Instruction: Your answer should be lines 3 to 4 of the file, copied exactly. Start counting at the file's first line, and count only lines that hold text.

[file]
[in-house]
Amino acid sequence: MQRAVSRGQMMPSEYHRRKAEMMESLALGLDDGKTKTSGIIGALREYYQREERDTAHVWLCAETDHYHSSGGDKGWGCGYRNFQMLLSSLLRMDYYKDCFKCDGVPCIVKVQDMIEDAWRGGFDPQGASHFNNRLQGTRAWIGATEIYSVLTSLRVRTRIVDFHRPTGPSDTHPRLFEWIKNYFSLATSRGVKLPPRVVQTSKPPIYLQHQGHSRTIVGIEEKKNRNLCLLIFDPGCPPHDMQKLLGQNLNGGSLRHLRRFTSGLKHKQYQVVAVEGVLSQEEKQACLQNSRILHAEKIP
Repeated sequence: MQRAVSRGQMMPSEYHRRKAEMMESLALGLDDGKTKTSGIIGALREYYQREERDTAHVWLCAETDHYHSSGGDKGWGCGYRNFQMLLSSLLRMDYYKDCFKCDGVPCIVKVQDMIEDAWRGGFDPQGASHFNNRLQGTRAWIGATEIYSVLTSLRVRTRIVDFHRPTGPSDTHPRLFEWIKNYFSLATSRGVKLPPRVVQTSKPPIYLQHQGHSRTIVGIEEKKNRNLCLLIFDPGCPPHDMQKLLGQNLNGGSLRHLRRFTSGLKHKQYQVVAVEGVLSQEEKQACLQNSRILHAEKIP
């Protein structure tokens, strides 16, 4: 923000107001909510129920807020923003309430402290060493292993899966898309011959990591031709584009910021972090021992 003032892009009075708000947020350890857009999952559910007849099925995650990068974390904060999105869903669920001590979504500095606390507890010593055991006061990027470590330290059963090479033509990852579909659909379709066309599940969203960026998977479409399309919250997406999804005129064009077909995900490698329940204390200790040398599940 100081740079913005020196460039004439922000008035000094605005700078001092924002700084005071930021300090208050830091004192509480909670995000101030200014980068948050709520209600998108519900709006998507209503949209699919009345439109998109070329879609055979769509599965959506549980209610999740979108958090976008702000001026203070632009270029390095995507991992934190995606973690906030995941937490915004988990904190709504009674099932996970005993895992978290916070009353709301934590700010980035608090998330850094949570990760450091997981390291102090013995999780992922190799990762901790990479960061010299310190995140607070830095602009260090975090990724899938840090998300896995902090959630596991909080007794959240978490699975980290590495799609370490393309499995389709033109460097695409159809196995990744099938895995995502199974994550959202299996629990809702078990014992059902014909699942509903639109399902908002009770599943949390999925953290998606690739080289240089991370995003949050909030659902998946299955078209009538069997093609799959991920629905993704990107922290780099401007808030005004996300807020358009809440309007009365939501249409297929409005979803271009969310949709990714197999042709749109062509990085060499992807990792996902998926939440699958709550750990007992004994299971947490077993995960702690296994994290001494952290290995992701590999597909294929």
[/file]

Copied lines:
Repeated sequence: MQRAVSRGQMMPSEYHRRKAEMMESLALGLDDGKTKTSGIIGALREYYQREERDTAHVWLCAETDHYHSSGGDKGWGCGYRNFQMLLSSLLRMDYYKDCFKCDGVPCIVKVQDMIEDAWRGGFDPQGASHFNNRLQGTRAWIGATEIYSVLTSLRVRTRIVDFHRPTGPSDTHPRLFEWIKNYFSLATSRGVKLPPRVVQTSKPPIYLQHQGHSRTIVGIEEKKNRNLCLLIFDPGCPPHDMQKLLGQNLNGGSLRHLRRFTSGLKHKQYQVVAVEGVLSQEEKQACLQNSRILHAEKIP
């Protein structure tokens, strides 16, 4: 923000107001909510129920807020923003309430402290060493292993899966898309011959990591031709584009910021972090021992 003032892009009075708000947020350890857009999952559910007849099925995650990068974390904060999105869903669920001590979504500095606390507890010593055991006061990027470590330290059963090479033509990852579909659909379709066309599940969203960026998977479409399309919250997406999804005129064009077909995900490698329940204390200790040398599940 100081740079913005020196460039004439922000008035000094605005700078001092924002700084005071930021300090208050830091004192509480909670995000101030200014980068948050709520209600998108519900709006998507209503949209699919009345439109998109070329879609055979769509599965959506549980209610999740979108958090976008702000001026203070632009270029390095995507991992934190995606973690906030995941937490915004988990904190709504009674099932996970005993895992978290916070009353709301934590700010980035608090998330850094949570990760450091997981390291102090013995999780992922190799990762901790990479960061010299310190995140607070830095602009260090975090990724899938840090998300896995902090959630596991909080007794959240978490699975980290590495799609370490393309499995389709033109460097695409159809196995990744099938895995995502199974994550959202299996629990809702078990014992059902014909699942509903639109399902908002009770599943949390999925953290998606690739080289240089991370995003949050909030659902998946299955078209009538069997093609799959991920629905993704990107922290780099401007808030005004996300807020358009809440309007009365939501249409297929409005979803271009969310949709990714197999042709749109062509990085060499992807990792996902998926939440699958709550750990007992004994299971947490077993995960702690296994994290001494952290290995992701590999597909294929």